• Each household has to be self-sustaining
  • To support our neighborhood and community
  • The Meadowbrook hub would operate
  • We need to communicate with city leaders and emergency responders.
  • The Meadowbrook area is unique.

Remembrance & Rally: Call on Seattle City Council to fund $3 million in street safety improvements in 2017.

Call on Seattle City Council to fund $3 million in street safety improvements in 2017.

image003A rash of serious injuries and fatalities on the streets of north Seattle has galvanized people to demand swift action. From 2015 to the present, there have been 24 serious injury collisions in north Seattle, six of them fatal.

In a normal year, two people lose their lives riding bikes in all of Seattle. In northeast Seattle, two people have been killed riding their bikes just in the past month.

Join Lake City Greenways, NE Seattle Greenways, Green Lake Greenways, Licton-Haller Greenways, Greenwood-Phinney Greenways, Maple Leaf Greenways and many other community groups and neighbors to highlighthese unsettlingly incidents.

They will gather on Sunday, October 9 at noon in front of the Northgate Community Center to remember the people whose lives have been altered by or lost to traffic violence. The gathering will raise awareness and ask city leaders to put money in the budget to construct street safety improvements.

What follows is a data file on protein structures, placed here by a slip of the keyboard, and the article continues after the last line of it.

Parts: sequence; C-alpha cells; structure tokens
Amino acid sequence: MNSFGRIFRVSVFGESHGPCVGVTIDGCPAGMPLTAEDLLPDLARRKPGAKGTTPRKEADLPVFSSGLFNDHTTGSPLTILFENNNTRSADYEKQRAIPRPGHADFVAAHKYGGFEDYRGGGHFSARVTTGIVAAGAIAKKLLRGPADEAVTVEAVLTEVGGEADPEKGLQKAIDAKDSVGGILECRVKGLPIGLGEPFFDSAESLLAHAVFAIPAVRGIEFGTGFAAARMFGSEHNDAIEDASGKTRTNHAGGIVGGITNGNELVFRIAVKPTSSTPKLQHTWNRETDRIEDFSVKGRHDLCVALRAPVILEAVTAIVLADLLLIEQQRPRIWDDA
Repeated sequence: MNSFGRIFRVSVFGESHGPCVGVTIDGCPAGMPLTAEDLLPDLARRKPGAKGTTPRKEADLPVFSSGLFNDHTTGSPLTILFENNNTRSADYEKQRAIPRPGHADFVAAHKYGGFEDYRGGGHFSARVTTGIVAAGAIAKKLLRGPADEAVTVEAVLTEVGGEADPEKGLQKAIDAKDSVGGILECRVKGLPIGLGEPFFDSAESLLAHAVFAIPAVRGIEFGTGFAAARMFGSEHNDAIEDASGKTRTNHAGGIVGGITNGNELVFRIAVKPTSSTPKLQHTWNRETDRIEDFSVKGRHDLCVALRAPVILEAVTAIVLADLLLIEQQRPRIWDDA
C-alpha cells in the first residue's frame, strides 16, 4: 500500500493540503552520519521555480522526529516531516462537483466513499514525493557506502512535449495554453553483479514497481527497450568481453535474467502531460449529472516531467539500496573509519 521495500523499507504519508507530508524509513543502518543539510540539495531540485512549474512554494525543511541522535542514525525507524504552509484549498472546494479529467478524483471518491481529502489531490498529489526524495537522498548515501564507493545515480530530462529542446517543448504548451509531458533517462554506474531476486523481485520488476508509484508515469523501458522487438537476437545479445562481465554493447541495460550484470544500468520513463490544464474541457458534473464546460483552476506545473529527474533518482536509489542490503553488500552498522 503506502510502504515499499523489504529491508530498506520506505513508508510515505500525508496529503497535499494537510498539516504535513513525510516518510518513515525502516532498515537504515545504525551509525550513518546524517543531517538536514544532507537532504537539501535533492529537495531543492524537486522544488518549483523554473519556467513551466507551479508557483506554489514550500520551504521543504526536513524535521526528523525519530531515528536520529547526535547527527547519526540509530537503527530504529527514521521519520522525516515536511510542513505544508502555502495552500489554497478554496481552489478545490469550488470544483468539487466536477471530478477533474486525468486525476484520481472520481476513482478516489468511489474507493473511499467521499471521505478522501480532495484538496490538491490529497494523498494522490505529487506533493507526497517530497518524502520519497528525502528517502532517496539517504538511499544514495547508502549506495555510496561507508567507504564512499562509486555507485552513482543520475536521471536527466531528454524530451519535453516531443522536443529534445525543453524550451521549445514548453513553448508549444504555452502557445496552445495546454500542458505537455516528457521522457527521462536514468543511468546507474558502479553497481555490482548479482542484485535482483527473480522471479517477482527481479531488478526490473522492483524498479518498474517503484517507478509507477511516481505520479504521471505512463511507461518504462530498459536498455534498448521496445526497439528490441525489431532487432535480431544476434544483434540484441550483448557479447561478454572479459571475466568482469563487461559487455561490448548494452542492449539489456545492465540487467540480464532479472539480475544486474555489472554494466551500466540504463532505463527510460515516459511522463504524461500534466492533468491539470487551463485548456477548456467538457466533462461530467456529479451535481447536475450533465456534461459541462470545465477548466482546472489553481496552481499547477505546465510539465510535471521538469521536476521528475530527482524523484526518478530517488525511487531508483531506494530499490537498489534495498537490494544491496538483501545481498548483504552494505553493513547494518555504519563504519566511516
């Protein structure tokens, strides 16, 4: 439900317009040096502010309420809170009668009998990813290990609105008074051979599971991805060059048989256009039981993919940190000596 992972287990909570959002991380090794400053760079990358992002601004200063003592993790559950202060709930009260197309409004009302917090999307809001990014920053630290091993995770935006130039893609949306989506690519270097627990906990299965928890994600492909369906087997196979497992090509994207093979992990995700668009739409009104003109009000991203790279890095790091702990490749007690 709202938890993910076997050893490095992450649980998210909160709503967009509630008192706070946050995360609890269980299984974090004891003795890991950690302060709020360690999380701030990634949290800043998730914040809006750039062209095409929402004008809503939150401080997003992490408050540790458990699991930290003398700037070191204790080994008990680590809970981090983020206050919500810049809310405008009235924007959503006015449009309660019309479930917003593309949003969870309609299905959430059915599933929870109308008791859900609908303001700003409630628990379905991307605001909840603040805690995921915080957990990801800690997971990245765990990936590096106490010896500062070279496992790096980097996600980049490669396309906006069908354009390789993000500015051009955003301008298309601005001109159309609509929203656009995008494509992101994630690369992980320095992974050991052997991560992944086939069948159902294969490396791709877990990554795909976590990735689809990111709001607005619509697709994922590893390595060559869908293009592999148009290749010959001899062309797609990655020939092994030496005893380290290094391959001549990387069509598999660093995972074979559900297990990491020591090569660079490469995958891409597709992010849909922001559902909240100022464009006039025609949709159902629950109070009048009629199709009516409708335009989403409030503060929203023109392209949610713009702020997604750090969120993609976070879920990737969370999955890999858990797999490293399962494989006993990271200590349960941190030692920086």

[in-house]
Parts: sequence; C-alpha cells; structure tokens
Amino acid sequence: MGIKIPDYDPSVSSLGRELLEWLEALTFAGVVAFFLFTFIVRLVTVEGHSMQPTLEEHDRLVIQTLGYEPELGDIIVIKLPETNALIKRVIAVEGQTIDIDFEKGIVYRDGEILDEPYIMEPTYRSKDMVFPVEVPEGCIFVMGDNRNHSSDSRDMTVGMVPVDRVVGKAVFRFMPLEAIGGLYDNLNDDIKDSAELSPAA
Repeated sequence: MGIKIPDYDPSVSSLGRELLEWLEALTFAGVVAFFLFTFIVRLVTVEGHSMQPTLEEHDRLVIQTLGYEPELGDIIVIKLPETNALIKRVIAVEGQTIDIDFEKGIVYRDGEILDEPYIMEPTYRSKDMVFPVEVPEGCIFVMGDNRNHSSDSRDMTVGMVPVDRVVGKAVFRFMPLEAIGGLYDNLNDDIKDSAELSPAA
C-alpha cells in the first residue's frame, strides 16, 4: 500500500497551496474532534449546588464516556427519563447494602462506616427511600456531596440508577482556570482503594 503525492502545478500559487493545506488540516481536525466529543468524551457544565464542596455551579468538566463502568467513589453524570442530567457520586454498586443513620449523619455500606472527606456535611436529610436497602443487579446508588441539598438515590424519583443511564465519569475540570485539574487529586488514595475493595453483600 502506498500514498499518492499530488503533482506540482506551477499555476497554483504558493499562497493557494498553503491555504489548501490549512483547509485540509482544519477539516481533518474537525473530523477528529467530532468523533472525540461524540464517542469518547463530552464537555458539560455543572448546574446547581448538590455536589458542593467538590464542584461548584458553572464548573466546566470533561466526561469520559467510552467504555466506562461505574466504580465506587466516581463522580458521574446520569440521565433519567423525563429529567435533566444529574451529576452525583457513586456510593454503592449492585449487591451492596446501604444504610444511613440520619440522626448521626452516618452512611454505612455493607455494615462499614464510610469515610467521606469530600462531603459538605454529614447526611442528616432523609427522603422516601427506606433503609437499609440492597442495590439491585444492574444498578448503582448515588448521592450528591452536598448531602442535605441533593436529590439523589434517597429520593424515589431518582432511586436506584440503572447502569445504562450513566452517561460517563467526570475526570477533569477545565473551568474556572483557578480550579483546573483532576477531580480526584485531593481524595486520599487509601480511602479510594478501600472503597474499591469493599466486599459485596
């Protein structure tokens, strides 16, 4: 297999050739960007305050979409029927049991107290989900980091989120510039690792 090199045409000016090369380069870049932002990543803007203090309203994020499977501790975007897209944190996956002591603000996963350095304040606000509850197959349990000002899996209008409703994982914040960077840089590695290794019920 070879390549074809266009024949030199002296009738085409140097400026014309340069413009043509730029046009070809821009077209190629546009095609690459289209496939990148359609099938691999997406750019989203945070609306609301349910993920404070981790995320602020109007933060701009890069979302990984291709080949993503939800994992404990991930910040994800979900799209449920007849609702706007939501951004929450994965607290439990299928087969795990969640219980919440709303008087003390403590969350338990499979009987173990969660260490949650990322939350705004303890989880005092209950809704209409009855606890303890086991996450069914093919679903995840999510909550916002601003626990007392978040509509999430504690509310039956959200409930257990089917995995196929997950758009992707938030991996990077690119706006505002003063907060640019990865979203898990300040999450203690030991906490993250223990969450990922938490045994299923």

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“Northeast Seattle is experiencing a shocking level of traffic violence,” said Cathy Tuttle, director of the traffic safety organization Seattle Neighborhood Greenways. “We’ve mapped where collisions have happened in the northeast and believe many streets could be fixed with modest but effective safety engineering. The City has identified 100 places that could use spot improvements, and people throughout Seattle have documented another 300 street safety concerns. Let’s get the funding in place so we can fix these places. Waiting longer to improve our streets has deadly consequences.”

Seattle has committed to Vision Zero (zero serious injuries or fatalities by 2030), but the $2.4 million budgeted for a life-saving agenda is not sufficient. Neighbors are gathering to say #WeCantWait for more serious injuries and fatalities to spur City action.

Petition to ask City to add $3 million to fix unsafe streets: http://bit.ly/2dkhOBs

WhoPeople who live, work, or travel in north Seattle
When12 p.m. to 2 p.m. on Sunday, October 9, 2016
WhereNorthgate Community Center 10510 5th Ave NE